I really enjoyed the majority of the novel, but did lose interest when the setting moved to Haiti. The focus on Libertie tended to drift away as she became less interested in Emmanuel and his family. Her drawing away from them was necessary for her to define herself and what she wanted from life, but it all felt a little detached and far away. In contrast, Libertie’s time with her mother growing up and at college felt very focused and in close range. The reader is privy to every thought of Libertie, including those that question her mother and others in position of power. Through Libertie’s eyes, the reader gets an idea of what it is like to be Black during that time period. Despite being free, Libertie is denied a seat in a stagecoach (instead, she is ordered to ride on the roof for miles) and has people staring at her because of the colour of her skin. In Haiti, she is also an anomaly because of her skin, her new family and that she doesn’t speak the language. Her outsider status continues, just as her husband tells her that Haiti is the place for Black people. There, Libertie sees things she disagrees with and gains the strength to call it out. In that way, she achieves her own freedom and accepts her past.

The writing in Libertie is simply stunning, evoking emotion and a clear sense of the setting. The characters are just as fascinating. Libertie can make silly choices and be infuriating at times, but you can’t help but cheer her on. Her mother is all business, but glimpses of her deep love for Libertie shine through in unexpected ways. It’s a thought provoking read of interpretations of freedom as well as a coming of age story.

Thank you to Allen & Unwin for the copy of this book. My review is honest.

http://samstillreading.wordpress.com ( )
  birdsam0610 | Jul 24, 2021 |
This is a beautifully written historical novel by Kaitlyn Greenidge. If you look closely at this picture, you can see the red tabs that I stuck to pages when I found a particularly well-wrought sentence. There were dozens.

The setting is 1860s Brooklyn. I have to admit, part of the charm of the book was that this was a time and place that was fresh and unknown to me.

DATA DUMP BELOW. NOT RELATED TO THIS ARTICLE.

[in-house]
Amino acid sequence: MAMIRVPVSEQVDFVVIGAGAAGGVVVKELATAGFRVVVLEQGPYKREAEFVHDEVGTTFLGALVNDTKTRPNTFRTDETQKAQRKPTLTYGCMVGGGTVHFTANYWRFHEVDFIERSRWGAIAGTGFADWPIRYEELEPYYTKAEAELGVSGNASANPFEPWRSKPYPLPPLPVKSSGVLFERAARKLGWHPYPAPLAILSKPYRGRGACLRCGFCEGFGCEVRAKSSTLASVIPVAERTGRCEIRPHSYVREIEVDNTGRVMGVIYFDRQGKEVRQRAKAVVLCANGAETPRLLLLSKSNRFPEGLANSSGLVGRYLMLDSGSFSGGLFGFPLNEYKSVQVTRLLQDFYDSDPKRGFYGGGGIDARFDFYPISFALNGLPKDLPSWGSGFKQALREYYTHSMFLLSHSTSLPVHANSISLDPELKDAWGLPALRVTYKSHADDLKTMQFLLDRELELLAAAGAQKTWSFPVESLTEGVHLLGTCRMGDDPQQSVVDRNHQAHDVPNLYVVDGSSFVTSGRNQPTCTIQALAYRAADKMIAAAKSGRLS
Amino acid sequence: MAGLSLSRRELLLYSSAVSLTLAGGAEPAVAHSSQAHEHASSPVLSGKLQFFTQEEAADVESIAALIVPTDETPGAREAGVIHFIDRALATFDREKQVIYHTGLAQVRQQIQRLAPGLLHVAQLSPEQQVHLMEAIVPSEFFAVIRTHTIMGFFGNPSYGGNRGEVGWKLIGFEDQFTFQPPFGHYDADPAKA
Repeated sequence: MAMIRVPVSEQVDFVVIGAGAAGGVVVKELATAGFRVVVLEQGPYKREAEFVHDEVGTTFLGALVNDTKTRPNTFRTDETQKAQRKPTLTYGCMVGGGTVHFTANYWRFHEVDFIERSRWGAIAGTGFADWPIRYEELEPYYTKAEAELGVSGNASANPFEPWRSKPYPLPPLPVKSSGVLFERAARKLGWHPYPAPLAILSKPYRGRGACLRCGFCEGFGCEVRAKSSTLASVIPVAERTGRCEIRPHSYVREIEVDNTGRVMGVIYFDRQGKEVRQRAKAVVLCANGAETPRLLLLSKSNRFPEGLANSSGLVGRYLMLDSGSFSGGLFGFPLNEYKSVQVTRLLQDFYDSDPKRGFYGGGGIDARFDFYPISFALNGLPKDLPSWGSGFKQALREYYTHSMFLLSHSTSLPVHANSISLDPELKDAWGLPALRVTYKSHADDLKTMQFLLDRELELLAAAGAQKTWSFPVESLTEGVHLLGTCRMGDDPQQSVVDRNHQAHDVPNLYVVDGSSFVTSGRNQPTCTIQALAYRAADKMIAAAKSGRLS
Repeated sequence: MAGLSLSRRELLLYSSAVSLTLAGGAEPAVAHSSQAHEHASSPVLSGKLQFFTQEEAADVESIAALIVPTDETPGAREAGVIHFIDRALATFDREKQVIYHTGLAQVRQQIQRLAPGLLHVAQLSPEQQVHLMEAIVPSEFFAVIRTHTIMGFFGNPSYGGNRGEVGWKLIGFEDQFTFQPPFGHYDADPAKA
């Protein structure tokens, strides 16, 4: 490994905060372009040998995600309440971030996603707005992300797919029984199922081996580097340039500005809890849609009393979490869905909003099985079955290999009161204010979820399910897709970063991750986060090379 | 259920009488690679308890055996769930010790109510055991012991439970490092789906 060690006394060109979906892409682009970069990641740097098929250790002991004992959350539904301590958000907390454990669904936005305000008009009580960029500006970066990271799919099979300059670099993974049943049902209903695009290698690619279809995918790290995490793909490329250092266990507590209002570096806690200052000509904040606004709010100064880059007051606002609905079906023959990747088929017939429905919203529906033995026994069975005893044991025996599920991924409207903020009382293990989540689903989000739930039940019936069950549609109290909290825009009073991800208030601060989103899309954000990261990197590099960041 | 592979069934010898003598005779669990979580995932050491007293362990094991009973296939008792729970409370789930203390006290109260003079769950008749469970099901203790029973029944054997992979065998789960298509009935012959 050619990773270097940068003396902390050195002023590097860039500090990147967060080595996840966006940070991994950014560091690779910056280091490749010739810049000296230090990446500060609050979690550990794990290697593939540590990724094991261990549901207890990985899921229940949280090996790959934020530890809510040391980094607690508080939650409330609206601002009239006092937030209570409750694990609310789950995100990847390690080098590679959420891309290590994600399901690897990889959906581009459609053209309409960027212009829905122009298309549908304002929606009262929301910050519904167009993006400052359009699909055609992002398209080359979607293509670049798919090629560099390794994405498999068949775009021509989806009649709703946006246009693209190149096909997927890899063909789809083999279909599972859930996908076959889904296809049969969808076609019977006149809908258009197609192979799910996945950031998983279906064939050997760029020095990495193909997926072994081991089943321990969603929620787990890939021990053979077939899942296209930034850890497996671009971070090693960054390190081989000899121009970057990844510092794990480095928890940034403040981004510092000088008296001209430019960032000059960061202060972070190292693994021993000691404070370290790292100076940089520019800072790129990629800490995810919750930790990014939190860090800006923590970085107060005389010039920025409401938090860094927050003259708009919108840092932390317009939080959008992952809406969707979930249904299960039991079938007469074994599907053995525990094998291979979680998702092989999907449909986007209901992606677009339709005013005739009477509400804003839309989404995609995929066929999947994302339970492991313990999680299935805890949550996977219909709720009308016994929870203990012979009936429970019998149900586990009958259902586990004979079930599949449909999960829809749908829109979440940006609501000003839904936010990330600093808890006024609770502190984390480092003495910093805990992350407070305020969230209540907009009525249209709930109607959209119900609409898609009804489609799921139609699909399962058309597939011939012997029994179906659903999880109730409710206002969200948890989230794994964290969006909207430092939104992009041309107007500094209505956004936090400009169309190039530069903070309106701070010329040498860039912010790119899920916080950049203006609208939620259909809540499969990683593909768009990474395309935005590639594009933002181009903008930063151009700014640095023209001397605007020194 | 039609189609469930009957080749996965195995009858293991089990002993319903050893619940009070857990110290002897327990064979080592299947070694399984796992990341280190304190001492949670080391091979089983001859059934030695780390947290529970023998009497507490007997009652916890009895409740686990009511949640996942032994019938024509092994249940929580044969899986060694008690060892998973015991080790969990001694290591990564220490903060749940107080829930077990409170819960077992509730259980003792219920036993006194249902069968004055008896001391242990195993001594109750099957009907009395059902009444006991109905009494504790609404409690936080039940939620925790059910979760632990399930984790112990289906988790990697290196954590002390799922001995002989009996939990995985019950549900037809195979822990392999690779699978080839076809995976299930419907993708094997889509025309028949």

The line that opens the first section is this: "Se pa tout blesi ki geri. Not all wounds heal. 1860." The protagonist is Libertie Sampson, a young Black woman and the daughter of a doctor who can pass for white. Her mother intends that Libertie will join her medical practice, that they will be Dr. Sampson and daughter, but Libertie's interests lean elsewhere. The book begins in 1860, and we see through Libertie's eyes (told in first person POV) the world before the Civil War, during it, and afterwards, when Libertie moves to Haiti and experiences life there.

Despite being set during a war, this is not a book full of Huge Events. Rather, it's a thoughtful, poignant look at a mother and a daughter, striving to find their places in a world where everything is changing. It is also a nuanced meditation on race and our responsibilities toward others. I'm tempted to call it a coming-of-age story, and I would recommend it not only to adults but to YA readers, who I think will identify with Libertie's longings and hopes, her fears of disappointing her mother, and her desperate break with her early life that causes her to feel regret and brings about a growing awareness of herself.

I'm always entranced by authors who develop their secondary characters well. My favorite SCs in this novel are Experience and Louisa, two Black women singers, who are inspired by the Fisk Jubilee singers, all emancipated slaves, who formed an a cappella group that toured America and Europe to earn money to support Fisk University. The last section of the book, set in Haiti, was hard for me to read, as Libertie suffers emotional abuse at the hands of her husband Emmanuel's family. But her letter to her husband, at the end, is a satisfying triumph. ( )
1 vote KarenOdden | Jul 21, 2021 |
My review of this book can be found on my Youtube Vlog at:


Enjoy! ( )
  booklover3258 | Jul 12, 2021 |